Deep in the last uncharted territory of Northeast Ohio lies a place where mighty monsters still roam: Cuyahoga Kaiju Club Headquarters. Members of the CKC squad were summoned the week after Christmas for fun and fellowship, and were not disappointed.
The festivities began with--what else--food! While enjoying the tasty treats, we also had the opportunity to examine two of the new S. H. Monster Arts Godzilla figures: Godzilla himself and the 90's Mecahgodzilla. While undeniably cool, CKC members were fairly unanimous in the following observations: (1) Godzilla's head seems too small, especially in reference to the prototype on the box. (2) While heavily articulated, Godzilla is not quite mobile enough, while Mechagodzilla's hip sockets seem too loose to keep him upright. (3) The energy beams included with each figure are a neat touch. (4) Overall, these are nice collectibles, but are a tad pricey for the size. Kaiju Don brought out his Revoltech Legion, which is of comparable size, even smaller than the S.H. figures, and my personal opinion is that it had a bit more pizazz. That's no knock on the S.H. figures, but I will probably not be rushing out to purchase them any time soon.
Soon it was time to enter the CKC theater, and first on the viewing list was "Frankenstein Conquers the World." I've seen this film before, but seeing it again in its entirety brought ought both the strengths and pitfalls of this movie. First, the strengths: FCTW features a classic cast, with fan favorites Nick Adams and Kumi Mizuno in the starring roles. Toho vet Tadao Takashima keeps things interesting as a scientist with a keen interest in the irradiated Frankenstein, and kaiju fans will notice the brief appearances of Yoshio Tsuchiya, Jun Tazaki, Kenji Sahara, and Takashi Shimura. Haruo Nakajima, who is the suit actor inside the Baragon costume, also is seen onscreen as a helicopter pilot.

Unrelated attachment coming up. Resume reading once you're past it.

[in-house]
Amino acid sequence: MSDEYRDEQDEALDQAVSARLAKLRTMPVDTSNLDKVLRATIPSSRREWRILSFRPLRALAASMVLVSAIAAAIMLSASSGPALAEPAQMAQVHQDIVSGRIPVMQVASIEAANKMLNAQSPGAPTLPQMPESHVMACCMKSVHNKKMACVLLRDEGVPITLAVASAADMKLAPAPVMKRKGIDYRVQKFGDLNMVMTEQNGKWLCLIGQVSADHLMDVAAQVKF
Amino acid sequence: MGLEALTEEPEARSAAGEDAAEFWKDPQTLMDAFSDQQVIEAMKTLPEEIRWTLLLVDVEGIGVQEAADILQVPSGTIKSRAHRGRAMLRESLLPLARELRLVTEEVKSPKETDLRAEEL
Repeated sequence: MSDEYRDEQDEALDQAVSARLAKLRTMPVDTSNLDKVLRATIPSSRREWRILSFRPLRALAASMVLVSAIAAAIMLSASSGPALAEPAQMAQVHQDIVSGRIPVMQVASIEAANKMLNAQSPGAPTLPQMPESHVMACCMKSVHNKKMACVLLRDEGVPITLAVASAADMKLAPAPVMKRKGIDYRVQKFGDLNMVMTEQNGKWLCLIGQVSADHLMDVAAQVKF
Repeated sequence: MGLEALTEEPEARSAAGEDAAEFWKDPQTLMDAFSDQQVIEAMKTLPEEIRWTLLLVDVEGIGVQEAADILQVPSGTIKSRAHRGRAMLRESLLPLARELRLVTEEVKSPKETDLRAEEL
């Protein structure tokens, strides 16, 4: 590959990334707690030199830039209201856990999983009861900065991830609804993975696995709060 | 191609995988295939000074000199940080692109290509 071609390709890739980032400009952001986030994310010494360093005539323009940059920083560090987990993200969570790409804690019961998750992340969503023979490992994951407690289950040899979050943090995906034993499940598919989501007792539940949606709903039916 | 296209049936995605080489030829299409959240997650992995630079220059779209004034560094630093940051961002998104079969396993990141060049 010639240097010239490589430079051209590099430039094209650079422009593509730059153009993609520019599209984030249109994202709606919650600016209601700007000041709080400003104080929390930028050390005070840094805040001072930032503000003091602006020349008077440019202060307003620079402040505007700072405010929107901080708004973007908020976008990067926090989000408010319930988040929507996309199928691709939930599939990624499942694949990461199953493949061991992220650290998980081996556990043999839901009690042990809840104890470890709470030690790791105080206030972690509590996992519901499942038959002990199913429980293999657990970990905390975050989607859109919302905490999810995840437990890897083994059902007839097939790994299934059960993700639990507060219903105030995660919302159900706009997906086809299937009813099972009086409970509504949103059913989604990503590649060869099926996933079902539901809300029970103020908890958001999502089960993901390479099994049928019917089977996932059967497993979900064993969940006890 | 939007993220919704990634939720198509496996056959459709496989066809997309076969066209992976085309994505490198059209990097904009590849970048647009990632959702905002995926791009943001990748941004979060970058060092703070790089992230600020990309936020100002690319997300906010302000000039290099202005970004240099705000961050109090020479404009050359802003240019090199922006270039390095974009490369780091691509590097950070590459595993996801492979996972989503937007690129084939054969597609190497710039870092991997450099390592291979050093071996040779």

Another strength of this film is the effects work, though in the same breath it must be said the results are mixed. Some of the sets built for FCTW are so huge and lush one forgets they are sets. Yet this same movie has an extremely fakey-looking horse and chicken feathers that are waaay out of scale, compared to a giant monster, not to mention some rather obviously radio-controlled cars, and a crawling hand that could pass for a Halloween decoration. For the most part, the growth of Frankenstein is handled well, although the question of clothing/animal skins is never really addressed, and probably ought to be ignored altogether if one is going to enjoy FCTW. Although this really isn't a movie to be taken "seriously," it does offer some genuinely creepy moments, most of them having to do with the facial appearnce of the Frankenstein monster.
One more strength of FCTW is simply the audacity of its premise. There is a crazy brillance to the idea of Frankenstein's monster's heart being shipped back to Hiroshima just in time to be exposed to the Bomb.
Unfortunately, the worst part of this monster movie is the monsters. Frankie is just a big, spindly, ugly guy, whom, it is insisted, is obviously Causcasian (!). This led to some great CKC riffing, you can be sure. Baragon, as Frankie's foe, is tragically goofy. With big, floppy ears, a taste for farm animals, and a penchant for leaping about, Baragon just isn't that much of a menace. The closing battle, which should be hugely climactic, is hampered by the fact that you essentially see a skinny human wrestling with a funny looking monster, which is another way of saying that the audience's ability to suspend disbelief is stretched past the breaking point. In the end, the concept of the film is more intriguing than its actual cinematic execution, but it is still worth numerous screenings for any self-respecting kaiju fan.
After a quick intermission, it was on to "Gamera 2: The Advent of Legion," a film that has grown on me over time, to the point where I consider it one of the best kaiju films ever made, even slightly better than "Gamera 3: Revenge of Iris." A few reasons why I hold it in such high regard: (1) The effects work is impeccable, featuring a number of trend-setting scenes like Gamera sliding to a stop in the city. (2) The story of Legion is handled with some intelligence, including Biblical allusion! (3) The Gamera "character" is somewhat complicated; he is not regarded as a clear-cut savior, nor is he always successful in defeating his enemy. (4) The filmmakers had the guts to decimate an entire city and region in the story. (5) Hiroyuki Watanabe has a small but important role in the final third of the film (We chauffered Mr. Watanabe to and from Chicago's Field Museum this past summer at G-FEST.) "Gamera 2" looks great on the Mill Creek Blu-ray edition. These releases are an unbelievable value for monster lovers.
At the conclusion of "Gamera 2" it was time for us to go. Time flies, where the CKC is concerned. It was a great way to close out a very memorable kaiju year, and we here at Monsterland Ohio continue to be thankful that a mutual enjoyment of fantastic cinema has brought such good folks into our lives! Happy New Year!